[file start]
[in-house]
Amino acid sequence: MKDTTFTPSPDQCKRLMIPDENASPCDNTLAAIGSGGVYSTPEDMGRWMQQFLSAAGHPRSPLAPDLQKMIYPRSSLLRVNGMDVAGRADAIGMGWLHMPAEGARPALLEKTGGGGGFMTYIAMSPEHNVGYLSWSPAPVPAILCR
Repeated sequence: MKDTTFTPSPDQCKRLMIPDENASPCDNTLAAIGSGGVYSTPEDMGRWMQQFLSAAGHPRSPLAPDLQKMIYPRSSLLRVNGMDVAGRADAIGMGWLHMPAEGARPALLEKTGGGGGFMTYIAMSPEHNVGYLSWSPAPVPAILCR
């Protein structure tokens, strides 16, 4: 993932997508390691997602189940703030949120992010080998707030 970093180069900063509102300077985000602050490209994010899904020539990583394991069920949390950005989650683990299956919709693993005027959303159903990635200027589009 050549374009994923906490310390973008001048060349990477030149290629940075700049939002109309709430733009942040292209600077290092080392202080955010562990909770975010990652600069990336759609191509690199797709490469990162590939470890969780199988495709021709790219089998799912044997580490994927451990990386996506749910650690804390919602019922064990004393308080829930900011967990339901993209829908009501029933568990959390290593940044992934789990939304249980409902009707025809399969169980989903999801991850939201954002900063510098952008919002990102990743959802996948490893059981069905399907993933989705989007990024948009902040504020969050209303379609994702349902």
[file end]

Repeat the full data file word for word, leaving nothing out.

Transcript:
[in-house]
Amino acid sequence: MKDTTFTPSPDQCKRLMIPDENASPCDNTLAAIGSGGVYSTPEDMGRWMQQFLSAAGHPRSPLAPDLQKMIYPRSSLLRVNGMDVAGRADAIGMGWLHMPAEGARPALLEKTGGGGGFMTYIAMSPEHNVGYLSWSPAPVPAILCR
Repeated sequence: MKDTTFTPSPDQCKRLMIPDENASPCDNTLAAIGSGGVYSTPEDMGRWMQQFLSAAGHPRSPLAPDLQKMIYPRSSLLRVNGMDVAGRADAIGMGWLHMPAEGARPALLEKTGGGGGFMTYIAMSPEHNVGYLSWSPAPVPAILCR
């Protein structure tokens, strides 16, 4: 993932997508390691997602189940703030949120992010080998707030 970093180069900063509102300077985000602050490209994010899904020539990583394991069920949390950005989650683990299956919709693993005027959303159903990635200027589009 050549374009994923906490310390973008001048060349990477030149290629940075700049939002109309709430733009942040292209600077290092080392202080955010562990909770975010990652600069990336759609191509690199797709490469990162590939470890969780199988495709021709790219089998799912044997580490994927451990990386996506749910650690804390919602019922064990004393308080829930900011967990339901993209829908009501029933568990959390290593940044992934789990939304249980409902009707025809399969169980989903999801991850939201954002900063510098952008919002990102990743959802996948490893059981069905399907993933989705989007990024948009902040504020969050209303379609994702349902």